“Hmm! Let me think about it. Is there anything else you want to discuss? We still have a minute.”

“Do you have any room in your freezer?”

“No, I don’t. I’m going to let you read the last message your father wrote. Your sister gave me this to pass on to you at the right moment.” Dr. F took from his desk drawer a pair white underwear on which this message was written:

Old people, as they get close to that opaque, disquieting wall we call death, begin to look back on what they fancy were their lives. But I found little comfort in those jumbled, imprecise memories. They seemed to drift and change like clouds avoiding my grasp.

So I decided to write my memoirs.

My children wish I never had. I was hoping to bring order and substance to my past. What could be more solid than a book that you can take in your hands, lay on your lap, and say, ‘There, that’s my life’?

I began to realize it was a fool’s errand. Nothing a stranger would find worth reading happened to me, and my writing style was sure to make my lackluster subsistence seem even duller. I was too fond of passive sentences, gerunds, dangling adverbial phrases and the like. If something could be said with one word, I needed five. The odds were stacked against my memoir. The planets were in all the wrong houses from the start. But then, something miraculous happened. My book took over and wrote itself.

I was unable to write my life as I remembered it. Another life, one more fanciful, more poetic began to emerge from my pen and superimpose itself on my prosaic existence.

I found with dismay that I had no control over what I wrote. Someone else was writing my memoirs. Words poured into my head, flowed from my hand, and I had no say on what was what. It didn’t matter that my wife, as far as I know, had been faithful to the end. The story required a lover, and that was that. The story also demanded a movie star to play that role. And against my best judgment, it also demanded a ménage à trois.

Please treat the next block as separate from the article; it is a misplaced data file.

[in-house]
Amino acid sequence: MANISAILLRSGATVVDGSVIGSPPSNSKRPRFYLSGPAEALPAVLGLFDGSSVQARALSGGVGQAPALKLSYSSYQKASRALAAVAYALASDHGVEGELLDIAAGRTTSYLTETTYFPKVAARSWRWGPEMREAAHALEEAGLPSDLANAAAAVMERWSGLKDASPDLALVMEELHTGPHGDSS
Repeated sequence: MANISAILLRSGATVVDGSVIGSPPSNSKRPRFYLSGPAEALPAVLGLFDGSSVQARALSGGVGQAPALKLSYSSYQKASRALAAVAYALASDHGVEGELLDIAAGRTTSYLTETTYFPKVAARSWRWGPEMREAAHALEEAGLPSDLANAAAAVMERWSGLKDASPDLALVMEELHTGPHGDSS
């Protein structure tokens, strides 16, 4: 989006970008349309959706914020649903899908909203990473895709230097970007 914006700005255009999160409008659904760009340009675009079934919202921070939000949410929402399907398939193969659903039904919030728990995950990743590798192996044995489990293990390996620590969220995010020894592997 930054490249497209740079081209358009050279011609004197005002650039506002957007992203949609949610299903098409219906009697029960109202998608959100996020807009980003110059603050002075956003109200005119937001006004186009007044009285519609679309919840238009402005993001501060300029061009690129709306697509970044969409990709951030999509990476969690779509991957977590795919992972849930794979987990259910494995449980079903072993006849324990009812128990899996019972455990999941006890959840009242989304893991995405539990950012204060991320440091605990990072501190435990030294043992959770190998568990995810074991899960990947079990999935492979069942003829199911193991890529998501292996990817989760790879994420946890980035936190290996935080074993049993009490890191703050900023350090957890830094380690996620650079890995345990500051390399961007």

Needless to say, my children, on reading what I had written, were aghast.

“Dad, Mother was never unfaithful, she wasn’t the most beautiful woman in the world and she didn’t have green eyes. Have you gone mad?”

I didn’t know what to say, except it was my life, and I could remember it in any way I wanted. I couldn’t blame them for resenting the memoir. In my book, I have endowed them with new lives they never knew they had. I wrote that my youngest, Eric, fought in the Iraq war and had been killed while capturing Saddam even though he was alive and a hairdresser in San Francisco, living with a roommate named Carl.

Had I been satisfied with one memoir, it would have been all right. But I was infested with the memoir bug. I wrote memoir after memoir, each one more bizarre than the last. To my children’s dismay, they all were best sellers, and now their friends stared at them with knowing smiles.

So, I can’t really blame them for doing what they did. They found a judge to declare me mad. Now, in my cell, I’m deprived of paper or laptop. But the memoir bug has not died. I’m thinking about writing a new memoir on these bare walls, one in which neither I nor my children were ever born.

But I’m having a little trouble finding anything to write regarding such a life.

With a look of disgust, Eric refused to accept the underwear. “I’ve read enough of my father’s ravings, thank you very much.” He stood up and rushed out of the office.

Dr. F returned the underwear to his desk drawer with a smile. He considered Eric’s murder confession a positive sign. Eric’s father had died of a heart attack shortly after writing that message. But Eric claimed that his father was not only alive but that he appeared at his apartment at the most inappropriate times. Maybe now the hallucinations would cease and Eric would be able to crap in peace.


Copyright © 2008 by Pete Sierra